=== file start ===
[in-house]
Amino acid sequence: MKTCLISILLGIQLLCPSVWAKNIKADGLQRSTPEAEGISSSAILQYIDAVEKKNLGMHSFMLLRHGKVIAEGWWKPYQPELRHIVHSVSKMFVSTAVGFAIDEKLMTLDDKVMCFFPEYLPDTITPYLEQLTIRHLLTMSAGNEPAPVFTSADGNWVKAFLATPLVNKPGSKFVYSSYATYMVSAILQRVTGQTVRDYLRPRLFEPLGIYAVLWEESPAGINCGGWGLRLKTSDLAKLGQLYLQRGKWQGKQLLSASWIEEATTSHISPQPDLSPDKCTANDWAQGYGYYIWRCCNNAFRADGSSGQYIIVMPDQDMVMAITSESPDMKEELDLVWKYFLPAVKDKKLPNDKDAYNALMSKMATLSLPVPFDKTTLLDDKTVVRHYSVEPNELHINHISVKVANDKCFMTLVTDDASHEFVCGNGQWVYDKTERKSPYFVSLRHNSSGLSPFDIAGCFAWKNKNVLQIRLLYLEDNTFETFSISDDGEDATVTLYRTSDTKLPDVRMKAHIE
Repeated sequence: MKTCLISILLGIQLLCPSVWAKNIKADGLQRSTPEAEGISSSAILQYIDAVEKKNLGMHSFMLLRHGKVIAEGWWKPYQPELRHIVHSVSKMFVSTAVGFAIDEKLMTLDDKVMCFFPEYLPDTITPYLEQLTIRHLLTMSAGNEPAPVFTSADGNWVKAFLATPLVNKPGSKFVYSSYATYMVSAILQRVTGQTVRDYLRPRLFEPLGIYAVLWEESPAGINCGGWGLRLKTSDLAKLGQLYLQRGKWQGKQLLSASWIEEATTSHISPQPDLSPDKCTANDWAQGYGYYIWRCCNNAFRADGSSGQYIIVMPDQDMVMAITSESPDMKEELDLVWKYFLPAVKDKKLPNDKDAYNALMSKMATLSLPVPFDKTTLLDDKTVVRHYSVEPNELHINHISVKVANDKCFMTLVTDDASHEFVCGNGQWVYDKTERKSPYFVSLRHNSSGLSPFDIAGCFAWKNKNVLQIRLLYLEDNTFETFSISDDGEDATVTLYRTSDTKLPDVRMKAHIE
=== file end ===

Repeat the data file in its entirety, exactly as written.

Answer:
[in-house]
Amino acid sequence: MKTCLISILLGIQLLCPSVWAKNIKADGLQRSTPEAEGISSSAILQYIDAVEKKNLGMHSFMLLRHGKVIAEGWWKPYQPELRHIVHSVSKMFVSTAVGFAIDEKLMTLDDKVMCFFPEYLPDTITPYLEQLTIRHLLTMSAGNEPAPVFTSADGNWVKAFLATPLVNKPGSKFVYSSYATYMVSAILQRVTGQTVRDYLRPRLFEPLGIYAVLWEESPAGINCGGWGLRLKTSDLAKLGQLYLQRGKWQGKQLLSASWIEEATTSHISPQPDLSPDKCTANDWAQGYGYYIWRCCNNAFRADGSSGQYIIVMPDQDMVMAITSESPDMKEELDLVWKYFLPAVKDKKLPNDKDAYNALMSKMATLSLPVPFDKTTLLDDKTVVRHYSVEPNELHINHISVKVANDKCFMTLVTDDASHEFVCGNGQWVYDKTERKSPYFVSLRHNSSGLSPFDIAGCFAWKNKNVLQIRLLYLEDNTFETFSISDDGEDATVTLYRTSDTKLPDVRMKAHIE
Repeated sequence: MKTCLISILLGIQLLCPSVWAKNIKADGLQRSTPEAEGISSSAILQYIDAVEKKNLGMHSFMLLRHGKVIAEGWWKPYQPELRHIVHSVSKMFVSTAVGFAIDEKLMTLDDKVMCFFPEYLPDTITPYLEQLTIRHLLTMSAGNEPAPVFTSADGNWVKAFLATPLVNKPGSKFVYSSYATYMVSAILQRVTGQTVRDYLRPRLFEPLGIYAVLWEESPAGINCGGWGLRLKTSDLAKLGQLYLQRGKWQGKQLLSASWIEEATTSHISPQPDLSPDKCTANDWAQGYGYYIWRCCNNAFRADGSSGQYIIVMPDQDMVMAITSESPDMKEELDLVWKYFLPAVKDKKLPNDKDAYNALMSKMATLSLPVPFDKTTLLDDKTVVRHYSVEPNELHINHISVKVANDKCFMTLVTDDASHEFVCGNGQWVYDKTERKSPYFVSLRHNSSGLSPFDIAGCFAWKNKNVLQIRLLYLEDNTFETFSISDDGEDATVTLYRTSDTKLPDVRMKAHIE